A Forties British bohemianism lies at the heart of his imagination: the world of Hancock, Greene, Orwell and Bacon, separating him from his peers. " Yeah, those people fed me," he says happily. "Somehow, they stretched out across the decades, and picked up a lost soul. When they find you younger, it just completely encapsulates you. Takes you out with a pipe in the night, and takes your breath. It's like you don't exist, and then they go and... Well, anyway. Orwell broke up boulders and turned them into tiny stones. I didn't know who The Clash were then. I spent a lot of time on my own. The only person about my age was separated by barbed wires. Kicking a ball against a wall..."
Doherty is flashing back to his childhood, the son of an Army Major father, Peter, whose nomadic military life caused that barbed-wire isolation. Peter disowned him this year, tired of his addict's lies. Mother Jackie has published a despairing book, Pete Doherty: My Prodigal Son.
But Doherty's own lucrative book deal (for The Books of Albion, due in March), again shows his other side. They will be drawn from his scrawled, fragmentary online journals. The books' titles - Boheme, Consumption, Libertine - reveal another creative wellspring, the dissolute bohemianism of English Romantic poets and French existentialists. The squalid east London home he daubed with his own blood, and was evicted from in September, is the underside of such dreams. His Cockney folk lyrics, fed by phrases from old films and books, are the reward.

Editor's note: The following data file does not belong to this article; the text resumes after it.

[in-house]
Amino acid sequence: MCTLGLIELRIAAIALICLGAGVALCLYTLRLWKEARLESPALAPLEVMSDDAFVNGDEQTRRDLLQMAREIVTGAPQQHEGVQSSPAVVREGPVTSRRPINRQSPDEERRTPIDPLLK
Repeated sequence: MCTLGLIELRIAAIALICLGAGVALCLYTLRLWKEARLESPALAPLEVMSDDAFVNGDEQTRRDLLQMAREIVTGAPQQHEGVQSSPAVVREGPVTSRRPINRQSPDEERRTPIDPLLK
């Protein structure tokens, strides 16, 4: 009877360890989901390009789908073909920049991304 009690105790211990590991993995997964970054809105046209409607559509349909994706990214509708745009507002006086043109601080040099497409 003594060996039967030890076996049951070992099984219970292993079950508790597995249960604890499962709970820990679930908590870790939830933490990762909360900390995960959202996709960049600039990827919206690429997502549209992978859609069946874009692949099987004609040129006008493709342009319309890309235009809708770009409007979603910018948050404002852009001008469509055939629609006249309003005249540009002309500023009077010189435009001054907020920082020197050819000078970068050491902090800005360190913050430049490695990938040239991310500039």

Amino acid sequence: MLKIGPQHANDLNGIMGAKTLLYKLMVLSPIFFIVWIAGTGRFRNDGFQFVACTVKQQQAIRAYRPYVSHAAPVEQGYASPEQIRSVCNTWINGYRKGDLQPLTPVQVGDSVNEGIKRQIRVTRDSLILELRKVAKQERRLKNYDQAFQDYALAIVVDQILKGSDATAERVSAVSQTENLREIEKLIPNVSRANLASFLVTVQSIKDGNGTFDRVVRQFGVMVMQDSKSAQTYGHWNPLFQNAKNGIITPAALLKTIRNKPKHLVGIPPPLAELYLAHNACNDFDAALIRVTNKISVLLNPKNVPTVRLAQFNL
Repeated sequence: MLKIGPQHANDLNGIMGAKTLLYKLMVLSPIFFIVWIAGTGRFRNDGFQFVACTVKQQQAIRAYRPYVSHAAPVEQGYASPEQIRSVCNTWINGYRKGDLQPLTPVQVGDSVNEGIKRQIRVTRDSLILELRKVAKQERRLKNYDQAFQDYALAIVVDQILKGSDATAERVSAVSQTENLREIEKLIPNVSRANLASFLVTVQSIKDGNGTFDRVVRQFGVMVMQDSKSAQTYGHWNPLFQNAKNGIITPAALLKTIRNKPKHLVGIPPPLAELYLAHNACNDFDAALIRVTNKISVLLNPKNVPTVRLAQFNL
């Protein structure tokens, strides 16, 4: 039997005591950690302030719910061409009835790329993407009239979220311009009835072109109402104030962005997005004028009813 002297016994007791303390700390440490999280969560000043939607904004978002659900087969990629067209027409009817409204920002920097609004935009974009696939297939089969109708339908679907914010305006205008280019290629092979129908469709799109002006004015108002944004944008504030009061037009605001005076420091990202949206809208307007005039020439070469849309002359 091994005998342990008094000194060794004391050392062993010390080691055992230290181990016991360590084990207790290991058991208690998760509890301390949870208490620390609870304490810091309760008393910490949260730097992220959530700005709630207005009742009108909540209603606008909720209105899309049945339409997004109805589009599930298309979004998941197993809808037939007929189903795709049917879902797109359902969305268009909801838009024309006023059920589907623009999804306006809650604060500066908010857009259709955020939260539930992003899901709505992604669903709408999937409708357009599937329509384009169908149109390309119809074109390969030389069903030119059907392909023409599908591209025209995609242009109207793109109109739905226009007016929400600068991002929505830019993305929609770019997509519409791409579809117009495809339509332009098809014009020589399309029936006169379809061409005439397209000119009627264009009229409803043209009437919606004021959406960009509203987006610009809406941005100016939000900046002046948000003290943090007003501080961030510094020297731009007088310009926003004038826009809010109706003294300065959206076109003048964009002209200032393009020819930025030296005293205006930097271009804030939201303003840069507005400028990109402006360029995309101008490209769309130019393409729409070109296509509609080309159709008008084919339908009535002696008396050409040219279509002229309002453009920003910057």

"Albion", a Babyshambles song with words equal parts John Betjeman and Johnny Rotten, also shows a shared lineage with London writers from Blake to Iain Sinclair. When Doherty first moved to London in 1997, he and Libertines co-leader Carl Barât composed a mythical version of the city, and England as a whole: Arcadia, to be sailed to on "the good ship Albion".
In 2006, does he still hold that dream? "I still do," he says. " It's changed a lot. It started off as something ancient and forgotten; and became something modern and real." He half-laughs, perhaps thinking of all that's happened to him in London. "I just couldn't swim. The tunnels get narrower and narrower." Has he kept his ideals? "Have you?"
While Doherty's relationship with Moss obsesses the tabloids, it is his bond with Barât that matters to fans. Up the Bracket (2002), The Libertines' debut album, remains the only great record that Doherty has helped to make. It still sounds joyous and anarchic, studded with anthemic songs.
The band's impromptu gigs in their flat collapsed barriers between them and their fans, an ideal the British indie scene still maintains. But the band's self-titled 2004 follow-up was crippled by Doherty's spiralling drug addictions, causing Barât to split the group. The sleeve, with a pallid Doherty's arm bared and a harried Barât propping him up, showed the dream's death.
Since a July reunion at Camden's Dublin Castle pub, the pair have hesitantly healed their rift. The day I meet Doherty, though, he is in a bitter mood.
"Did you not listen to what we were singing?" he asks, appalled, when I ask if The Libertines were the ideal vehicle for his early dreams. " Did it sound like we were happy, the perfect band? I can't believe they kicked me out." He sighs. "Carl's all right. It's just like EastEnders really. He's still my kid."